I am writing a bash script foo.sh that runs too commands bar with first input argument, and baz with the second argument:

#! /bin/bash
bar "$1"
baz "$2"

Now I want to make foo.sh more flexible, having optional number of arguments for bar and baz, something like the below:

./foo.sh bar_args="-x -v message=hello" baz_args="-d -m"

And I want foo.sh to pass bar_args as the input arguments to bar, and baz_args to baz. I want also foo.sh to work normally if either of the arguments were not given (for instance if bar_args is not provided, bar should be called without any arguments).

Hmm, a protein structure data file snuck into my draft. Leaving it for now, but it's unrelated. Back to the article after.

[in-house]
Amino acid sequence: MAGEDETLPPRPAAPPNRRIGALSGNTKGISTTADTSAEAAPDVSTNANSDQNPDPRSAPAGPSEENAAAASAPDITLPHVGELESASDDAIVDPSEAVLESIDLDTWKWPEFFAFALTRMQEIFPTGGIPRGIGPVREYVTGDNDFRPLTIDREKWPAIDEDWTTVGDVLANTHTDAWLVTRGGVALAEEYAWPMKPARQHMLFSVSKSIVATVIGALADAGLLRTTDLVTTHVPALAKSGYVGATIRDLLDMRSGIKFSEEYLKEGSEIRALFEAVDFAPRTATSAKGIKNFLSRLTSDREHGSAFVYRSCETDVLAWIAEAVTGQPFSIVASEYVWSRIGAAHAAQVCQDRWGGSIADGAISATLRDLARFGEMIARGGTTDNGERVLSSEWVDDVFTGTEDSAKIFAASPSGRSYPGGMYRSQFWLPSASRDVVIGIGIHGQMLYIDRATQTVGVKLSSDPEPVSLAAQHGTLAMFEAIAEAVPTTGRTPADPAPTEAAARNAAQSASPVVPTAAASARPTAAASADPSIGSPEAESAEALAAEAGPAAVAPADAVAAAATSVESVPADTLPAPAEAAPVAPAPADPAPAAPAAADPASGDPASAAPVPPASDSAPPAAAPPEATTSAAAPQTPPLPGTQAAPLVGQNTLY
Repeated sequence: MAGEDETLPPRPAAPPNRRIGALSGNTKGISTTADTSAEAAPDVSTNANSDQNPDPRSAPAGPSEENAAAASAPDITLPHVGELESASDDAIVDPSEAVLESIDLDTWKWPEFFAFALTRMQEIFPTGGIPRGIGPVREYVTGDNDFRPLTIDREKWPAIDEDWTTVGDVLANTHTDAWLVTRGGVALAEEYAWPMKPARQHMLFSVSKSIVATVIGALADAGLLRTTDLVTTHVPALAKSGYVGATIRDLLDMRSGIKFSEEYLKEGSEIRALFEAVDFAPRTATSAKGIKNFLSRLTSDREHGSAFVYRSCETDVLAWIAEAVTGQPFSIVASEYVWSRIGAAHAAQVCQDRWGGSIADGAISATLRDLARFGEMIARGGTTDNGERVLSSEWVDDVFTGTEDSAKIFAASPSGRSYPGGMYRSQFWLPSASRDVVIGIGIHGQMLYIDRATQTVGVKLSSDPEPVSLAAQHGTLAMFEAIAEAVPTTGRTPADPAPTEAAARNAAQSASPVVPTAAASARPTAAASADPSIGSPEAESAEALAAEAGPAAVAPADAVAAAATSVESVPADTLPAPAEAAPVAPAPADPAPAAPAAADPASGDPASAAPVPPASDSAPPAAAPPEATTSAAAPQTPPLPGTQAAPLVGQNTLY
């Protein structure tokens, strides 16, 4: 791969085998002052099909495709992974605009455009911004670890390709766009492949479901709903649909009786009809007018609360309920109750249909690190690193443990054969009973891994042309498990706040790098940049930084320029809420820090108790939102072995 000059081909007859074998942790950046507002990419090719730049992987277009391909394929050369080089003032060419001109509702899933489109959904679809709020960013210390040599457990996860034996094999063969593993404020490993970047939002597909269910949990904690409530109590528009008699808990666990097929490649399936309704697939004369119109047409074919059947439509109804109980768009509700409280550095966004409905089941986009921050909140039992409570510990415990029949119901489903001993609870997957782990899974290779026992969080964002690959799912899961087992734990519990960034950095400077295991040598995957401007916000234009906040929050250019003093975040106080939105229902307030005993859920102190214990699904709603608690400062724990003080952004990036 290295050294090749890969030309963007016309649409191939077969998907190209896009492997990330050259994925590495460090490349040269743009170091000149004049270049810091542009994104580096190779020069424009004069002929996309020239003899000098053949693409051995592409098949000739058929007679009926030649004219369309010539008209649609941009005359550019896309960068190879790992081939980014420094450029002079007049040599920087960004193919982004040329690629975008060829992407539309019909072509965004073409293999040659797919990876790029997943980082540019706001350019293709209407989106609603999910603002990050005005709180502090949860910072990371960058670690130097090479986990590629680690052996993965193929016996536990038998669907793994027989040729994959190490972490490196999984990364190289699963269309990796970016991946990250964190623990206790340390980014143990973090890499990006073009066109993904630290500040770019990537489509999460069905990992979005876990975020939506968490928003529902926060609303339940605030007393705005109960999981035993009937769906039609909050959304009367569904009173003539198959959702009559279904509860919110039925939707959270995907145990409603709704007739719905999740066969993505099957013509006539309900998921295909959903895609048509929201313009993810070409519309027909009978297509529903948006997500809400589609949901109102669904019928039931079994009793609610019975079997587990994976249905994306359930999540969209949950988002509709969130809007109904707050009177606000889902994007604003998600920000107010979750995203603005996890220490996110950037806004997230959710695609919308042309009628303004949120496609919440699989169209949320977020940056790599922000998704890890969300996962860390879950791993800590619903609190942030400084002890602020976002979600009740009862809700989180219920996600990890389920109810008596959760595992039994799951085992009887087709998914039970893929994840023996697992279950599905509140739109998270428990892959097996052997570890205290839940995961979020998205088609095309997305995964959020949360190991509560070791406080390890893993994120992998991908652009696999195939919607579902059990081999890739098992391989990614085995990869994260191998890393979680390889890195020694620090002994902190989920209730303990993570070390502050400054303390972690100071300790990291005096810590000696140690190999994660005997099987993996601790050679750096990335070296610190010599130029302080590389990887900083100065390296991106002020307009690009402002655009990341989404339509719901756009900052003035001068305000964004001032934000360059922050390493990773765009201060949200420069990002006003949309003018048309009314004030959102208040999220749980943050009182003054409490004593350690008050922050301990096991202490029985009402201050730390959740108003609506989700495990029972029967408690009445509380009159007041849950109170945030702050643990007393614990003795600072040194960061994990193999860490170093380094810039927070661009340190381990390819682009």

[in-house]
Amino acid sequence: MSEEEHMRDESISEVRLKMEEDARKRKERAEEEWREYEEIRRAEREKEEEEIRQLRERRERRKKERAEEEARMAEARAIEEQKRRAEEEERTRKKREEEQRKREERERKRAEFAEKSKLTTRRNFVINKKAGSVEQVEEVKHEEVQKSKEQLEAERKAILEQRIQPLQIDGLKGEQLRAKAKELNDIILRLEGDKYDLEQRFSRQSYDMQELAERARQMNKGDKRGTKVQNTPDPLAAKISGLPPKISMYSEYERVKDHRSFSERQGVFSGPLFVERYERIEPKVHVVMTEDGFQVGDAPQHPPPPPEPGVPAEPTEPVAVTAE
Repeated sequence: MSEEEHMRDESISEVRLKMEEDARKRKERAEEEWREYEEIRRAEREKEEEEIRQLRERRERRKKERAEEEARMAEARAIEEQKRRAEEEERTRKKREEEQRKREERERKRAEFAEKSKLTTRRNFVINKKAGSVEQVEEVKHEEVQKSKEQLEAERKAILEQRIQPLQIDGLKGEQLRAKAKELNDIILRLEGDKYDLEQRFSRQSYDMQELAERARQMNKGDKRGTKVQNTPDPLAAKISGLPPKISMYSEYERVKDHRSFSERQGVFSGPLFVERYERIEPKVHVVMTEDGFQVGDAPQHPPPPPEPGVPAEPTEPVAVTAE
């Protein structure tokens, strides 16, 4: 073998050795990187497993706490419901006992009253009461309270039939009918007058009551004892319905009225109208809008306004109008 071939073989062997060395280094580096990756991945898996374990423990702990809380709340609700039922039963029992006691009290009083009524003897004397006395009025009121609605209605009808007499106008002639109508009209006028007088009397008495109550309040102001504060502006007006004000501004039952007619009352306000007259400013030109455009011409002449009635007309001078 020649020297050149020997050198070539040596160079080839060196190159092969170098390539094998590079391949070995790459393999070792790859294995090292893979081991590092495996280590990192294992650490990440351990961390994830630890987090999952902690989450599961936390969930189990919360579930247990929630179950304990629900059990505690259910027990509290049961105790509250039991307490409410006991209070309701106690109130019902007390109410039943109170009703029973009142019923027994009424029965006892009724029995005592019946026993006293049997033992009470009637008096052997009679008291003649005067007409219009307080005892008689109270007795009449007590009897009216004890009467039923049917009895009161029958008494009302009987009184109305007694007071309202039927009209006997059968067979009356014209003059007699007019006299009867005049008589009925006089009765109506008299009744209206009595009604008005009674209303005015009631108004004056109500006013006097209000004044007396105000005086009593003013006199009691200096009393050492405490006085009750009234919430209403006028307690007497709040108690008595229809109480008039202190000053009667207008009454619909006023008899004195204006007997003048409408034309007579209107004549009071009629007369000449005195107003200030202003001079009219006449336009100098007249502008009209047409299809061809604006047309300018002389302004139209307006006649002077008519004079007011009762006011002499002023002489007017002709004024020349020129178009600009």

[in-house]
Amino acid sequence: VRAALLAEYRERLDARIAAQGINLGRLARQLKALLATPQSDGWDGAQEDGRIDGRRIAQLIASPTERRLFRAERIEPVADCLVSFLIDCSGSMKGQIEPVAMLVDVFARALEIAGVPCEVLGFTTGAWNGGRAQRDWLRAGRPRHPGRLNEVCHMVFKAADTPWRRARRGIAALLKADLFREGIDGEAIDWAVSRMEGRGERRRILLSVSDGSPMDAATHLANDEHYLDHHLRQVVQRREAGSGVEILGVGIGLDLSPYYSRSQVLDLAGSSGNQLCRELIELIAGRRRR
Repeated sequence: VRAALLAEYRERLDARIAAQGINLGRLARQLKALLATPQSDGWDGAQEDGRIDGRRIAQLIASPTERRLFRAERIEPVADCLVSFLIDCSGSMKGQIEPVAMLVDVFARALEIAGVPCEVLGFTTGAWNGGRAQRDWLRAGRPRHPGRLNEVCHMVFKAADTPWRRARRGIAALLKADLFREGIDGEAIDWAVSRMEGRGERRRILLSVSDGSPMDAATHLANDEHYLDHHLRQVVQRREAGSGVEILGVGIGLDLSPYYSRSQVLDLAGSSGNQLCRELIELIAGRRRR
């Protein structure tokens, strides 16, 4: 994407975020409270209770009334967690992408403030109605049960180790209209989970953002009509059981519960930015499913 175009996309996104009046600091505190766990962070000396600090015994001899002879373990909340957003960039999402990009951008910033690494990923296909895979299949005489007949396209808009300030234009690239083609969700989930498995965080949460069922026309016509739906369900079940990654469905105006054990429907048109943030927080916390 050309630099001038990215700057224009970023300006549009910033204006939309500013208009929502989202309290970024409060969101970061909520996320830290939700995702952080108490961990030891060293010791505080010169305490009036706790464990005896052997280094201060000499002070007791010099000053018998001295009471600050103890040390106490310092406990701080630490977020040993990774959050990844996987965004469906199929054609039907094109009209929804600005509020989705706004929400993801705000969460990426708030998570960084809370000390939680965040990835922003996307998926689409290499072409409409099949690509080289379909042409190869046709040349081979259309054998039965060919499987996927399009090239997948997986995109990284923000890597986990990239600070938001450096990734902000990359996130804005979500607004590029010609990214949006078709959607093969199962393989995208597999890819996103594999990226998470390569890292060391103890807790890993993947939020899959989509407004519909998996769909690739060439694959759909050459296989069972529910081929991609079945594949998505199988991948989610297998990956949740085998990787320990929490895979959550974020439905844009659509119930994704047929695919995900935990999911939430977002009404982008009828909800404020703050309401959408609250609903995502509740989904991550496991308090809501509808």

How to do this?

  • I would recommend examining a solution like getopt(s) as described in this detailed answer. Getopt(s) in C possesses the ability to do exactly what you want, so I assume you should be able to reproduce that behaviour in Bash. Unfortunately, I've only the time to offer you a pointer and cannot walk you through the details of an implementation (as much as I'd like!) – afeique Oct 23 '14 at 16:08
  • Thanks, I am looking for a bash script solution however. – Ali Oct 23 '14 at 16:14

You can do this, but it's a bit fragile

foo.sh will look like this

#! /bin/bash
declare "$@"       # evaluate the params as variable declarations
bar $bar_args      # not quoted!
baz $baz_args      # not quoted!

Then, ./foo.sh bar_args="-x -v message=hello" baz_args="-d -m" will work like you hope.

Do not attempt to pass a message with whitespace in it, can't be done in this manner.

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